Commenting on the story: COVID-19 exemption granted to SA anti-racism protesters
Once again, I am impressed with the way SA authorities are dealing with the COVID-19 pandemic.
Commonsense – not kneejerk or playing to any audience. Throughout this pandemic the Premier, the Police Commissioner and the Chief Public Health officer, plus the Opposition and other political figures etc, have been measured and sensitive in their approach. Well done everyone. They’ve all, it seems, acted true to themselves.
I applaud the SA decision about the rally on Saturday. Many said the pandemic was a moment in history, the chance to realise what we were doing to the environment, watching the skies and the waters clear, the roads quieten and families heading to the Adelaide Hills for an injection of nature.
This could be a moment in history too – coming to some kind of realisation about our behaviour to each other.
Perhaps those who are concerned about the spread of the virus could do what they can to be supportive of the rally, like offering masks to protesters.
Those masks are meant to protect us all – not for hiding behind. – Rosemary Cadden
I cannot fathom this decision, given the restrictions applied to other aspects of life in SA.
I respect the right of people to protest. However, let’s put this in perspective.
It’s OK for hundreds or potentially thousands of people to gather in close proximity to protest, but it’s not OK for more than 20 people to gather in a licensed venue area and these people must be seated to enjoy a meal and or a drink. (Yes I am in hospitality). Also shopping centres are packed with people without any real form of control.
Apparently COVID-19 can be caught by people standing up in a licensed venue but cannot be attained if you are seated and cannot be caught by significantly larger of numbers of people protesting standing and not seated.
The same appears to apply to people who use public transport who are packed into confined spaces, standing and seated.
Also it appears that our police are immune as they travel in vehicles without complying with social distancing obligations.
I can categorically tell you there is not 1.5m between the drivers and passengers front seat of a police vehicle.
Uber et al and taxis have been requiring all passengers to travel in the back seats only.
Its time for the hypocrisy to stop and the same rules to apply for all. – Gavan Fox
But why? Is social isolation in the state over?
The police commissioner is unreasonable, as too the chief health officer.
And the Premier needs to step in, or he should lift all restrictions in place now. Let all pubs, restaurants and gyms go back to normal numbers. And let churches have service without restrictions.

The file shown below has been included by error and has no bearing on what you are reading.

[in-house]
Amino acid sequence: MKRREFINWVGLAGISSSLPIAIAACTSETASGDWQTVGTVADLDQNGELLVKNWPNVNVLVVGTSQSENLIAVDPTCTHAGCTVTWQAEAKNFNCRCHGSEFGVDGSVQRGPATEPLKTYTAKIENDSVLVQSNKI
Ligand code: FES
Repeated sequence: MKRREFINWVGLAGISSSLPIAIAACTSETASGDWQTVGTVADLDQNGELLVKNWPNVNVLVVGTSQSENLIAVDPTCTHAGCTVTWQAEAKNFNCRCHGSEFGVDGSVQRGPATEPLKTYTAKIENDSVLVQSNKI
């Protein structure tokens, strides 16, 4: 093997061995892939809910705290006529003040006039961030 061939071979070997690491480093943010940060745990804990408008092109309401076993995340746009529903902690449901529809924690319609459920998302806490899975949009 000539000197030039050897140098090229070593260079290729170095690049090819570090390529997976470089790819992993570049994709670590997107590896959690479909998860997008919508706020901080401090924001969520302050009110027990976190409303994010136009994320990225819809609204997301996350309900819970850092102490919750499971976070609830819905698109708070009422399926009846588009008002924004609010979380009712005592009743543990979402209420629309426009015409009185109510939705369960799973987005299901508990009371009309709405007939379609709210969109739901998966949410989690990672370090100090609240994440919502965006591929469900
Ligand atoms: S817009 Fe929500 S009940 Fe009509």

Black lives do matter but so too, rights of all South Australians. – Bernard Phillips
Commenting on the story: Centrelink “mutual obligations” to resume for unemployed – but questions remain
It is absolute rubbish. How do you expect all of these people on welfare, myself included, to apply for 20 jobs a month? There just isn’t that amount of jobs available.
And talk about jump through hoops to get your payment. Job club. Work for the dole. None of this actually helps anybody, just makes these people who work for these employment services feel like they are so much better. One slip up, Bang: payment suspended. Slip up again, payment deductions.
550 dollars a fortnight. I mean really, once you pay rent for 2 weeks what’s left over for food? Someone needs to take a look at this system.
Back to below the poverty line we all go once this COVID-19 stimulus has stopped.
It was good being a part of society again. But beggars can’t be choosers. We can’t be much. Bye bye, society. – Brad King
Commenting on the story: McLeod doubles down on Crows’ criticism: ‘Something is wrong
Well done Andrew for calling this out, keep it up.
If COVID-19 has taught us anything, it is that professional football is nothing without its supporters.
It’s time to open the club up and re-engage with the supporters who helped build it from scratch. Especially the battlers out there who are doing it tough, who live for their football. Now is the perfect time to re-engage.
From an outsider’s viewpoint, the club culture appears to have trended toward elitism, exclusivity and smugness over recent decades, the pinnacle of which was the ridiculous “power ranger” stance at the 2017 grand final.
I believe you are correct to say this has come from the very top, down, in all aspects of club leadership.
Time for less hubris and more humility, time to start respecting opponents and supporters.
Keep up the good work, Andrew. – Paul McKinnon
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